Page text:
West Baden Springs Hotel was site of Army General Hospital Number 35 in 1918
Published: 28 February 2023
via the French LicFrench Lick Resortk Resort (IN) web site
Army General Hospital Number 35
A patriotic spirit led business owners to offer their buildings to the War Department for modification into temporary hospitals. These large spaces could be converted much faster than barrack hospitals could be constructed and at less cost.
Along with other resorts across the country, the Sinclair family offered the West Baden Springs Hotel and signed a lease with the U.S. Army on September 28, 1918. The agreement called for an annual payment by the government of $125,000 to the family for use of the hotel and its facilities. (That’s a little more than $2.4 million today.) Additionally, the government paid $72,191.65 for use of the furniture, linen, dishes, silver and other furnishings. Another $123,087 was spent converting the hotel into a hospital.
The interior hotel rooms were used as professional offices for the doctors; specialty clinics for eye, ear, nose, throat, X-ray and dental; surgical rooms and wards for the sick. The dining room became the mess hall and the ballroom on the floor above it was converted into an 80-bed ward. The swimming pool was covered to create more floor space for barracks and the second floor of the natatorium was used by medical staff. The upper two floors of the garage (known today as The School House) were converted into barracks and the first floor was retained as a garage for military vehicles. The lobby, mezzanine above the lobby and the men’s smoking room (known today as the Library) all became wards. The only space of the hotel that remained unchanged was the atrium.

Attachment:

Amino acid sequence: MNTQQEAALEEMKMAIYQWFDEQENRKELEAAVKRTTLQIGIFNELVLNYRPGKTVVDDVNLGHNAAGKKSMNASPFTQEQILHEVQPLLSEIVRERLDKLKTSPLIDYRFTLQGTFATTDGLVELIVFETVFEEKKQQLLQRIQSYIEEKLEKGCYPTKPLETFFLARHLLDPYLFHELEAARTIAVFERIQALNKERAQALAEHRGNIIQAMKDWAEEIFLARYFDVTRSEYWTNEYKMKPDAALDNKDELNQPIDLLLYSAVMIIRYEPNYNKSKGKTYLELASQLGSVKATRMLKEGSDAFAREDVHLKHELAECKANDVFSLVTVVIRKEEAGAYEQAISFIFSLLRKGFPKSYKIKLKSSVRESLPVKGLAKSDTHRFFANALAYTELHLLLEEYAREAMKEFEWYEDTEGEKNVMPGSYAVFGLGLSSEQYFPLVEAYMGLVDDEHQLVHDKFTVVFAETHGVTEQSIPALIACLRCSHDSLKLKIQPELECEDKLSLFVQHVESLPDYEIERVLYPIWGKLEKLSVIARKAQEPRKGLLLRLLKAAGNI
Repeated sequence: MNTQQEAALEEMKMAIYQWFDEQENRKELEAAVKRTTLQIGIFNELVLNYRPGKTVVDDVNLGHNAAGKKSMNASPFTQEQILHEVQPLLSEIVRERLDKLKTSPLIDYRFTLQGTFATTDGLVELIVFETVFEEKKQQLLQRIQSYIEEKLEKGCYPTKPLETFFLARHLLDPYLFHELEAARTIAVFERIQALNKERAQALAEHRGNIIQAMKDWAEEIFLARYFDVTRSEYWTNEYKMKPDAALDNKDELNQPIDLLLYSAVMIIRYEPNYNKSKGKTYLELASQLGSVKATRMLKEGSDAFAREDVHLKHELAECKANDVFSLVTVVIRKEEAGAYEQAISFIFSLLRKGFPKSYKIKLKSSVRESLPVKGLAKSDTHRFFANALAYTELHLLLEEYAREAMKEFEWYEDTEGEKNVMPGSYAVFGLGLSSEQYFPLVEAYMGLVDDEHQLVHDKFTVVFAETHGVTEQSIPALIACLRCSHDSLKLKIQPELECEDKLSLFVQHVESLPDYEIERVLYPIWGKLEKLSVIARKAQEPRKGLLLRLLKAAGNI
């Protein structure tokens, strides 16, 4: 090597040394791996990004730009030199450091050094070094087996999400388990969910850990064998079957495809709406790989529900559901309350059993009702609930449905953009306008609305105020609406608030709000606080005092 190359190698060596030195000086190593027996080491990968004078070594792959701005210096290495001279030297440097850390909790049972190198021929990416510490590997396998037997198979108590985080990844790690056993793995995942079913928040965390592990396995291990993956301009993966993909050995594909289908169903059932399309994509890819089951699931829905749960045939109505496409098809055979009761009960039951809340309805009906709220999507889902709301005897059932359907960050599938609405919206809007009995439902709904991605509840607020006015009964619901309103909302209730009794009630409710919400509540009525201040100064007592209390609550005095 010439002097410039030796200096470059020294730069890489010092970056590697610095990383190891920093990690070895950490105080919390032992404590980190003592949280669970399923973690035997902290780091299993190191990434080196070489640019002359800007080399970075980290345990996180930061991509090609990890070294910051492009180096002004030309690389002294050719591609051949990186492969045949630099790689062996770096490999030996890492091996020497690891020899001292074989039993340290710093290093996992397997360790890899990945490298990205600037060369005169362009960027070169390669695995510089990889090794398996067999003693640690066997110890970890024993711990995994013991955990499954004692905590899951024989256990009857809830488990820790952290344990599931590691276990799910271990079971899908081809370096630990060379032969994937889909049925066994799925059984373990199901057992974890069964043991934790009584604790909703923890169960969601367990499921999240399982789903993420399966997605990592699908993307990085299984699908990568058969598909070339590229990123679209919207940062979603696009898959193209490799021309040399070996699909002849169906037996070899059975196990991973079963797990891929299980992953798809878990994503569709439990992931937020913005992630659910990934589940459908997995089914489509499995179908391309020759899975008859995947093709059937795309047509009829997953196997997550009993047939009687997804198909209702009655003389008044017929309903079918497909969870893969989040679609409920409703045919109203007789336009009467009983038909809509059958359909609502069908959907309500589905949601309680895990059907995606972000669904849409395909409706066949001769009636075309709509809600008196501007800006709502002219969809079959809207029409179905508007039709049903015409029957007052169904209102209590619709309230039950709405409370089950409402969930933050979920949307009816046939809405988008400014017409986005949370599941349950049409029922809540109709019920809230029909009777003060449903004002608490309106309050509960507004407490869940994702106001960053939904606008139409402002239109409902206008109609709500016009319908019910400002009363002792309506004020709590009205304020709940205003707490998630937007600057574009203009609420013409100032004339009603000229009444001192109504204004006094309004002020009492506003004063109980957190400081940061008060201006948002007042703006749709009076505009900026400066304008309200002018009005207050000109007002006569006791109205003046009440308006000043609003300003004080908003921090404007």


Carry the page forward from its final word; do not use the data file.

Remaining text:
The first soldiers were admitted November 23. Because the hotel was known as a health resort, the government also retained employees and masseurs who gave the mineral baths to help with the soldiers’ recoveries. At its peak 16 military nurses, 536 enlisted men, 24 commissioned officers and 50 civilians (including American Red Cross nurses) were employed by the hospital. Army General Hospital Number 35 had a high discharge rate with the typical patient staying an average of 16 days.
One of the most memorable events to happen in the atrium occurred during the hotel’s tenure as the Army hospital. On Christmas Day 1918, a special dinner was held for the patients and staff. Afterward the Sinclair family treated everyone to a free show by the Hagenbeck-Wallace Circus, which was owned by Ed Ballard and wintering at its off-season quarters in French Lick. A specially built cage was set up in the atrium and the first act was by six lions and their trainer, followed by a female horseback rider performing stunts. Next came five elephants and their handlers and closing the show was a clown and his two boxing dogs.
The sudden end of WWI led to the decision to close all temporary hospitals. Once most of the wounded soldiers had returned home in early 1919, the Secretary of War authorized the closure of Army General Hospital Number 35 on March 12 and it officially closed May 8. The transfer of new patients to the hospital ceased and patients still needing care were transferred to the base hospital at Fort Benjamin Harrison in Indianapolis.
Read the entire article on the French Lick Resort web site.
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